Grant provides ‘basic necessity’ to Colrain families: Better internet


Staff Writer
Published: 9/29/2020 4:23:21 PM

COLRAIN — When remote learning began last spring, initiated by school closures resulting from the pandemic, watching a 20-minute video for a school assignment could take upwards of 45 minutes for the Bassett family.

“That’s been the biggest hurdle (with remote learning) is the lack of internet,” said Toby Bassett, who has two sons in fifth grade at Colrain Central School and is a member of the Mohawk Trail Regional District School Committee. “I don’t think any of the districts, especially ours, understood how big of an animal this was going to be.”

But just before the new school year began, Bassett and his family were offered the opportunity to switch from the satellite internet service they had been using — which had a data cap that, when reached, would cause the computers to return to dial-up speeds — to the Ashfield-based Hilltown Networks, which would boost their signal and improve their internet access.

“Now they can watch (videos) in real time, so they can go into the book work aspect of it after,” he said.

The Bassett family was one of 10 families in Colrain to benefit from a roughly $4,000 grant that Talia Miller received this summer from the NEA Foundation to subsidize the installation costs for Hilltown Networks’ services.

“I knew that it might not reach every family, but it seemed like in Colrain we had 20 families who weren’t connected well,” said Miller, who serves as the service learning coordinator at Colrain Central School. “We have a little over 100 students. I figured that was at least 20 percent of the families because of siblings, and if we could cut into that, it would be really good.”

Across the Mohawk Trail Regional School District, about 15 percent of families lack adequate internet access, according to surveys the district sent out before the school year began, said Communications Director Carla Potts.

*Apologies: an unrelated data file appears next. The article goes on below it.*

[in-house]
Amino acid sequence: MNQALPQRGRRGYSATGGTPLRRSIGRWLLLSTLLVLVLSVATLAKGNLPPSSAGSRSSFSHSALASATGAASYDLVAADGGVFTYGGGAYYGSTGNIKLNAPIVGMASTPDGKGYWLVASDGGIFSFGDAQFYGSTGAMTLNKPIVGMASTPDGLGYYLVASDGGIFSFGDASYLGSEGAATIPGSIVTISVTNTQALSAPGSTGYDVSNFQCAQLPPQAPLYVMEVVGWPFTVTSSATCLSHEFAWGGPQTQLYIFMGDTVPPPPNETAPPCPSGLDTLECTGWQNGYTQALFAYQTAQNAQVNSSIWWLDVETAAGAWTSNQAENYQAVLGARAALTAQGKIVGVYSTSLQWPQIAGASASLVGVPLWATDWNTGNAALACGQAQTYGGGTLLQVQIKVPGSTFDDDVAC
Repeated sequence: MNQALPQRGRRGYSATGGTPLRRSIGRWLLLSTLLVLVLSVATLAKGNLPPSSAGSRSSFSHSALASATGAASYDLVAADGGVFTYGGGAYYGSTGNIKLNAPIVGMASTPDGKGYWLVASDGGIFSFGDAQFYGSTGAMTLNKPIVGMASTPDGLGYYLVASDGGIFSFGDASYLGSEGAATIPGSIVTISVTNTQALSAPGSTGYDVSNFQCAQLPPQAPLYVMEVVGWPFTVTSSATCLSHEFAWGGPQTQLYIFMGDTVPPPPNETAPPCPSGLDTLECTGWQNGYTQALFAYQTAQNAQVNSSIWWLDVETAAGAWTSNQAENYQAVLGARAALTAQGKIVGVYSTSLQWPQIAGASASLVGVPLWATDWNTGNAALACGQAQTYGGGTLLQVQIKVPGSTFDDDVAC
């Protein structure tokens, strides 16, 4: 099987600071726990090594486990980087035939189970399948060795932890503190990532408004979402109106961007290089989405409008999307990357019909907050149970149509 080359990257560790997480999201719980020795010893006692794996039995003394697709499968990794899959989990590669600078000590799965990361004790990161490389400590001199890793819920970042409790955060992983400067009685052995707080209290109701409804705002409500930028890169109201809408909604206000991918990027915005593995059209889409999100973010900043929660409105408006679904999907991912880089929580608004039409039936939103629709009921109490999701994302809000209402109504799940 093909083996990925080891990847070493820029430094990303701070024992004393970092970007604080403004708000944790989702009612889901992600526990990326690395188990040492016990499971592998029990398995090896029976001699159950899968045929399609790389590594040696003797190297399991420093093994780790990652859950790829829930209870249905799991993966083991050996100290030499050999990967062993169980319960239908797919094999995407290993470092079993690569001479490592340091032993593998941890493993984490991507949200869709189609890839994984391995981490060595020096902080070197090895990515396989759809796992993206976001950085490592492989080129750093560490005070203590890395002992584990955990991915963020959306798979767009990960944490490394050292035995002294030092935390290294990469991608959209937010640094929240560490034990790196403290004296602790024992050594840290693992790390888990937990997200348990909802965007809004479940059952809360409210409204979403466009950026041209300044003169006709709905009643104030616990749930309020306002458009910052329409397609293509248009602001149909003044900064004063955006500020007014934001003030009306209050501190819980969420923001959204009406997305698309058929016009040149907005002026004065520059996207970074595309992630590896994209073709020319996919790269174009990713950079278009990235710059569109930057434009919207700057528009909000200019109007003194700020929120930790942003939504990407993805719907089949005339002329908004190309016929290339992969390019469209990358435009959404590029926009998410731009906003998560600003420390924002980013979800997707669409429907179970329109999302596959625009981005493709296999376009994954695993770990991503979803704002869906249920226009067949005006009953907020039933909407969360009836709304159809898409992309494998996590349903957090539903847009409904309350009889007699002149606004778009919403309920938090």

Potts explained that could mean a range of things — from no connectivity at all, to not working as well as a family would like.

Although she doesn’t have her own classroom this year, Miller covered the class of a teacher on maternity leave last spring. On her first day of remote learning, Miller said she had students tell her they may not make it through class because of a storm coming through town.

“I was baffled at how I could help these families,” she said.

When Miller heard about Hilltown Networks, she learned it could piggy-back off of a cellular network to boost signal. So she applied for the grant — a “rapid response” grant she learned about through the NEA Foundation — that aimed to address issues that are imminent with the COVID-19 pandemic.

“The NEA (Foundation) grant,” Potts said, “is really a result of Talia going out there and being like, ‘All right, I know this is what’s happening for our district, and I know there are families that still aren’t connected. What do I do?’”

The grant was able to provide service to all families who qualified, Miller explained. To qualify, the property needed to be within range of an existing cellular signal.

“The technology reached about half of them,” she said of the 20 families that had been identified in town.

“You say half the families, but that’s half the families,” Potts added. “Half of those people didn’t think they had any options at all. They thought they were totally out of luck.”

For the families not close enough to a signal, the grant also covered the cost to purchase high-capacity flash drives, Miller said.

“It’s another way to reach people,” she said. “If we have to record things for them, they won’t have to sit somewhere, like in a parking lot, to download it.”

Potts added that in addition to the work the district is doing to address the connectivity problem — including WiFi hubs at schools and working closely with the IT department — it remains an issue the region is advocating for at the state level.

“This is a basic necessity,” she said, noting that some families are still at a standstill. “The internet now — especially now that we’re in a pandemic and we’re educating children in a pandemic — is a requirement.”

Bassett, whose two boys are now able to stay online all day, said he feels for the families who don’t have access.

“For those it worked out for, it was a huge asset,” he said. “But for every person who was connected in Colrain, there was another one that was left behind because they didn’t have the LTE (Long-Term Evolution) strength.”  LTE is a standard for wireless broadband communication for mobile devices and data terminals.

Still, Miller said it was affirming to receive support from the NEA Foundation, acknowledging the needs of a small, rural school in Massachusetts.

“A big district could have used that (money) to purchase a software license and help hundreds of students get new software,” she said. “It felt affirming to get this recognition that even 10 to 20 students, that matters. Rural equity issues matter, too.”

Mary Byrne can be reached at or 413-930-4429. Twitter: @MaryEByrne.


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